In this article, we take a break from our groundbreaking instructional series, Business-to-Business Buying Basics 101, to present to you a brief history of the various roles that office equipment has played in popular culture. From movies to TV shows and everything in between, printers, copiers, scanners and now 3D printers have played leading and supporting roles in some of your favorite works of art.
Let’s get this show on the road
Office equipment has perhaps never been featured as prominently as it is in the 1999 cult classic, Office Space. In this riotous comedy, some bored office workers (unlike yours truly) take a misbehaving printer out back and each of them takes his frustrations out on it.
Catch Me If You Can
In the early 2000s biopic Catch Me If You Can, a young Leonardo DiCaprio portrays the shady early life of one Frank Abagnale, the notorious con artist. Just like Abagnale did, DiCaprio’s character poses as an airline pilot, doctor and lawyer while leading a bumbling FBI agent (played by Tom Hanks) on a worldwide chase. Abagnale is finally caught in the midst of his misdeeds using a giant printing press somewhere in France.
He is then apprehended by French police and imprisoned, but gets to serve most of his prison sentence by working for the FBI’s bank fraud department. Don’t be like Abagnale; don’t use your office printer or other equipment for nefarious purposes.
If you thought you’d see The Office in this article, you weren’t wrong. After debuting in 2005, this NBC sitcom gained popular and critical acclaim for its witty, incisive, oftentimes hilarious take on American office culture. Its verisimilitude and memorable mockumentary-style of shooting propelled the careers of many a hitherto unknown actor, and propelled the show to success on streaming platforms long after the series finale aired in 2013. Unsurprisingly, the show featured at least one printer cameo.
In a 2010 episode, Dunder Mifflin Paper Company employee (and Cornell alum) Andy Bernard learns that a customer’s (fictional) Sabre printer went up in flames while printing. Thinking that he’s onto something, Andy has the idea to star in a sort of safety video about these printers. While shooting the video, a printer actually does go up in flames and explode, thus making Andy’s worst fears a reality.
More from The Office
And just for good measure, why not another office equipment scene from everyone’s favorite office-related TV show?
In the 2008 episode, “The Surplus,” Dunder Mifflin employees squabble over what to spend a surplus on. Although the office copier malfunctions, not all employees want to replace it. Pam Beesly wants a new chair and is determined to get it. Oscar Martinez and Jim Halpert take Michael out to lunch to wine and dine their way into a new copier. Jim wants to replace it to make copies himself to avoid having to ask Pam to make copies, to avoid any awkwardness associated with them being an item.
Seven Pounds is a doozy of a drama; it’s a uniquely sad movie. Without spoiling it, let’s just say that it involves Will Smith playing a repentant man who lends special assistance to seven strangers.
He even goes so far as to fix a Heidelberg Windmill press belonging to a greeting card printer played by Rosario Dawson. In doing so, he perhaps wins her heart.
Maybe in another life, Smith (or his character) could’ve been an office equipment service technician.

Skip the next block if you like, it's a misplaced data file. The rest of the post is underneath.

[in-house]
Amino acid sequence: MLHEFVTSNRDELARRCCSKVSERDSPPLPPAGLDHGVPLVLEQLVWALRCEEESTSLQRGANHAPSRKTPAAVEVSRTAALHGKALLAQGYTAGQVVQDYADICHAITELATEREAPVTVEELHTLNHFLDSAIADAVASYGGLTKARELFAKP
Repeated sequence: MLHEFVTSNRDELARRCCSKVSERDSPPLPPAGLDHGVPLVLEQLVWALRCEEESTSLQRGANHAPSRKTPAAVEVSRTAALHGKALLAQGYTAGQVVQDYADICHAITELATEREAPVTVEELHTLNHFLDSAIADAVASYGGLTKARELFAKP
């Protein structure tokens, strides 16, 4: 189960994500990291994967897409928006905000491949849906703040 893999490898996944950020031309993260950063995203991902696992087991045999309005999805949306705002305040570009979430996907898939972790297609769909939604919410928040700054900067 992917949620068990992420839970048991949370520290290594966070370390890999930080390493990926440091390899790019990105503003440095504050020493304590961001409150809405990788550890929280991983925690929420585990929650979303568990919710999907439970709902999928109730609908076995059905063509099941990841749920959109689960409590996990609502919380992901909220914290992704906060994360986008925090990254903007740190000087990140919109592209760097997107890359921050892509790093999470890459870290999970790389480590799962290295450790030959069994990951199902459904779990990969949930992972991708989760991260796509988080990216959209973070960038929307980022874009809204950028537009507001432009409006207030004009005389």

The Book of Eli
This violent, post-apocalyptic film from 2010 stars Denzel Washington as the titular Eli. Eli is an adept lone survivalist who knows the entire New King James Version of the Bible by heart. This movie recalls the movable-type printing press that Johann Gutenberg invented to print the first book ever printed in 1455: the Bible. Without spoiling any more of the movie, let’s just say that a printing press plays a leading role at some point.
Now that we’ve covered more than our fair share of office equipment old and new in front of the camera, let’s briefly look at how it’s used behind the scenes in Hollywood.
Just as Hollywood would appear to indulge in some sort of fetishized nostalgia for the old version of printers (such as the Heidelberg Windmill press) on camera, so, too, would it appear to fetishize the future of printers (3D printers) behind the camera.
As their name strongly suggests, 3D printers print three-dimensional objects. As this article explains:
A 3D printer can make pretty much anything from ceramic cups to plastic toys, metal machine parts, stoneware vases, fancy chocolate cakes or even (one day soon) human body parts.
Interesting. But how does it work?:
You start by designing a 3D object on an ordinary home PC, connect it to a 3D printer, press ‘print’ and then sit back and watch. The process is a bit like making a loaf of sliced bread, but in reverse. Imagine baking each individual slice of bread and then gluing them together into a whole loaf (as opposed to making a whole loaf and then slicing it, like a baker does). That’s basically what a 3D printer does.
In a future article, we’ll cover some of the more famous movies that used 3D printers to craft some of the better-known props in your favorite movies.
Printing in pop culture
Well, there you have it. As you can tell, Hollywood actually does feature office equipment in its movies. It’s fond of the classic office printer, the retro printing press and modern multi-function copier. Anyway, to get any and every kind of document-based technology solution, check out ClearView. It’s the solutions provider for organizations such as Barbizon, whose modeling and acting programs have catapulted many celebrities to Hollywood and beyond.